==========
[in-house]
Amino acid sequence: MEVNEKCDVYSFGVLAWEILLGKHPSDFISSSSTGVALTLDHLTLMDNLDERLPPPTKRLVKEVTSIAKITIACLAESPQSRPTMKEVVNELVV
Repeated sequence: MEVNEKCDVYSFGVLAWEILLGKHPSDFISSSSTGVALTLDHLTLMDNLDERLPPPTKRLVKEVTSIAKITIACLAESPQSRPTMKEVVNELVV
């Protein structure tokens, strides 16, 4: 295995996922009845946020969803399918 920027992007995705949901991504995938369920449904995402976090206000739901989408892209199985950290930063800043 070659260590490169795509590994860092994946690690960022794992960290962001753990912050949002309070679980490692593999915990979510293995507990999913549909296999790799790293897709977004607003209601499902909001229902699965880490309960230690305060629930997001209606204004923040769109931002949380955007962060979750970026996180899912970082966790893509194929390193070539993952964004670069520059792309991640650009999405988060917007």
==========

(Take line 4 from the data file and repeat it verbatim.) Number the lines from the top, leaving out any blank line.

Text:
């Protein structure tokens, strides 16, 4: 295995996922009845946020969803399918 920027992007995705949901991504995938369920449904995402976090206000739901989408892209199985950290930063800043 070659260590490169795509590994860092994946690690960022794992960290962001753990912050949002309070679980490692593999915990979510293995507990999913549909296999790799790293897709977004607003209601499902909001229902699965880490309960230690305060629930997001209606204004923040769109931002949380955007962060979750970026996180899912970082966790893509194929390193070539993952964004670069520059792309991640650009999405988060917007």